Once the mentioned components are evacuated, vSAN will remove the affected disk from its disk group, perform a trim operation on it, and then re-add the disk to its former disk group. If deduplication and compression is enabled or the affected disk is used as the caching device for the disk group, the whole disk group gets removed, a trim operation is performed on all involved disks, and then the disk group will be re-created. 

The trim operation causes the device firmware to remap bad blocks to spare blocks on the device, which ensures that the device can be fully used again and vSAN won’t encounter a URE again at that particular address on the device. 

What to look for in the H5 client and the logs 

When the evacuation starts, the user is alerted to it in Skyline Health (Physical disk -> Operation health): 

Image01

Once the evacuation is completed, the “Operation State Description” changes to “The disk is evacuated and will be rebuilt”: 

Image02

In the vobd logs the following message is logged for the evacuation: 

[vob.vsan.lsom.metadataURE] vSAN device <uuid> encountered unrecoverable read error. This disk will be evacuated and rebuilt. If the device is part of a dedup disk group, the entire disk group will be evacuated and rebuilt. 

After the rebuild the following messages for adding a device back to its disk group and rebuild of the disk group can be seen in the vobd logs respectively: 

[vob.vsan.lsom.devicerebuild] Device <deviceID> added back successfully. Old UUID <uuid> New UUID <uuid>.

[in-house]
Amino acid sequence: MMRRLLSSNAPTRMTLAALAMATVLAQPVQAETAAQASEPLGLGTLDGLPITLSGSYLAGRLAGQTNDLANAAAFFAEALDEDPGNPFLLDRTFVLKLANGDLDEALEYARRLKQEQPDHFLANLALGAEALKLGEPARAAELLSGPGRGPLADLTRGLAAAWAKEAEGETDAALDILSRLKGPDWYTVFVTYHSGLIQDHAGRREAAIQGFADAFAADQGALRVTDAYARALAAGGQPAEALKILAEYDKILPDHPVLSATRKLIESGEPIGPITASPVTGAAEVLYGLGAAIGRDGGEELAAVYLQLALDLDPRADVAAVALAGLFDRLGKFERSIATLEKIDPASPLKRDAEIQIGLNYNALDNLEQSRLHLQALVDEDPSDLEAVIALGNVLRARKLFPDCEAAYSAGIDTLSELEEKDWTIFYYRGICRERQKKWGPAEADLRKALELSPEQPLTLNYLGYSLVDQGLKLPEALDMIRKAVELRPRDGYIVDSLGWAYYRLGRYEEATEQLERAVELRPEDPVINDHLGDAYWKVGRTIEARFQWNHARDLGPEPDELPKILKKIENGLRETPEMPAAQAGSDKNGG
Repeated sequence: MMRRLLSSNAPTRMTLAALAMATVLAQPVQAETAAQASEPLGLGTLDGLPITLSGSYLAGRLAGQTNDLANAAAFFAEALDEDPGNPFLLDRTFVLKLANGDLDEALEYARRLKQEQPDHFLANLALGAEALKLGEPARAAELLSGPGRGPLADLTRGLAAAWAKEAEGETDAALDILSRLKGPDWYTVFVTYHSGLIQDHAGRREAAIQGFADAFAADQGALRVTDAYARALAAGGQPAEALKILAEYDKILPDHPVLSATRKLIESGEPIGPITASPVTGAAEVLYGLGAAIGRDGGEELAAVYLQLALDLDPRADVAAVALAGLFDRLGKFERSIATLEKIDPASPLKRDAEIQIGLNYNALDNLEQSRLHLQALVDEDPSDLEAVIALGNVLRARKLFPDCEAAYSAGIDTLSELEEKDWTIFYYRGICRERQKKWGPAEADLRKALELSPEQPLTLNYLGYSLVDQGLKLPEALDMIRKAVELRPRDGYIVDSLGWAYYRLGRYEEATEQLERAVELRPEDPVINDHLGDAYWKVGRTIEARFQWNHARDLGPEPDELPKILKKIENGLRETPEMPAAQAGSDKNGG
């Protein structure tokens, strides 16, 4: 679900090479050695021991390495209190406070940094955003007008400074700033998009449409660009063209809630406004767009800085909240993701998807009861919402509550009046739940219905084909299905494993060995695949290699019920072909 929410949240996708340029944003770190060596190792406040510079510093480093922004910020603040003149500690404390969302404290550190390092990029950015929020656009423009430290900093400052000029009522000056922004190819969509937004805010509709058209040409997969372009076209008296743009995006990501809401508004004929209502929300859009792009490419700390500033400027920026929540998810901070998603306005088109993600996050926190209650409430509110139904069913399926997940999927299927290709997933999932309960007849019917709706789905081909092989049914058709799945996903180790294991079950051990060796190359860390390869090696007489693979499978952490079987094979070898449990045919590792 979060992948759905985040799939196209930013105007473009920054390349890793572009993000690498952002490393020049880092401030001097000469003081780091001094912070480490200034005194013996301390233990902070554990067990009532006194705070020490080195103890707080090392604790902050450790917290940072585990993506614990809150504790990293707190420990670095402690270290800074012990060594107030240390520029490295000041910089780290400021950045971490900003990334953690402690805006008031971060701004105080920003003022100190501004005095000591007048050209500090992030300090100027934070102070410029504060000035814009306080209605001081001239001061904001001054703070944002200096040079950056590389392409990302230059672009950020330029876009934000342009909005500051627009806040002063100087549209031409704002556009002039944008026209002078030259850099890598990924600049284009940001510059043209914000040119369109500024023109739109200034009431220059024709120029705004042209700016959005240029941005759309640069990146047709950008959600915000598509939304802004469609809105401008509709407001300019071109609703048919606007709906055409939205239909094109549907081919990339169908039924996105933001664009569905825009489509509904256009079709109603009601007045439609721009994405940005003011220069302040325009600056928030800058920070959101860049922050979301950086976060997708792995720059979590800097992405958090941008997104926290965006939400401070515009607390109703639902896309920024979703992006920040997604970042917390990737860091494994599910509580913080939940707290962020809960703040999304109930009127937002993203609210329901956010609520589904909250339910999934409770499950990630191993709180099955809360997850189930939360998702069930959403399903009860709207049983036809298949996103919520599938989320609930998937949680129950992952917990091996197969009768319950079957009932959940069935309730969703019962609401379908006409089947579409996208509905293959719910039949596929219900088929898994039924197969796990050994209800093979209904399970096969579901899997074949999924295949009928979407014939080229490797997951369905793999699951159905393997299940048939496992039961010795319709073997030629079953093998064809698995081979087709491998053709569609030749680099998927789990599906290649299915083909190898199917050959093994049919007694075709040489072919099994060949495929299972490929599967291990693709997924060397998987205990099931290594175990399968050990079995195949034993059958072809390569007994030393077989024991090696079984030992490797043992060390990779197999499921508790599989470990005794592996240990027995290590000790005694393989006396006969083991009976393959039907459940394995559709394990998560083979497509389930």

[vob.vsan.lsom.diskgrouprebuild] Diskgroup <deviceID> rebuilt successfully. Old UUID <uuid> New UUID <uuid>. 

Based on the above log messages you can also create custom alerts in vRealize Log Insight to get notified about such an operation straight away. 

What if there is not enough space available on the remaining disk groups for the evacuation? 

Usually enough spare capacity should be kept, to be able to tolerate the evacuation of an ESXi host. But, of course, there is a guardrail for situations when there isn’t enough space available anymore for the evacuation, and there’s no risk of a premature rebuild. 

In such a scenario vSAN will pause the evacuation and flag this in both Skyline Health and the logs: 

Image03

[vob.vsan.lsom.UREEvacuationFailed] Evacuation has failed for device <deviceID> due to insufficient resources, rebuild will be skipped. Please make resource available. 

vSAN will then wait for the user to make more space available and once there is, the evacuation resumes, and the workflow continues as usual. 

Note: If you want to ensure enough capacity is reserved for a host rebuild in your environment, have a look at this blog post: Understanding “Reserved Capacity” Concepts in vSAN 

Summary 

The enhancement described in this post improves vSAN’s ability to handle situations where Unrecovered Read Errors are encountered due to bad blocks on devices and ensures that affected disks are evacuated as much as possible under the circumstances.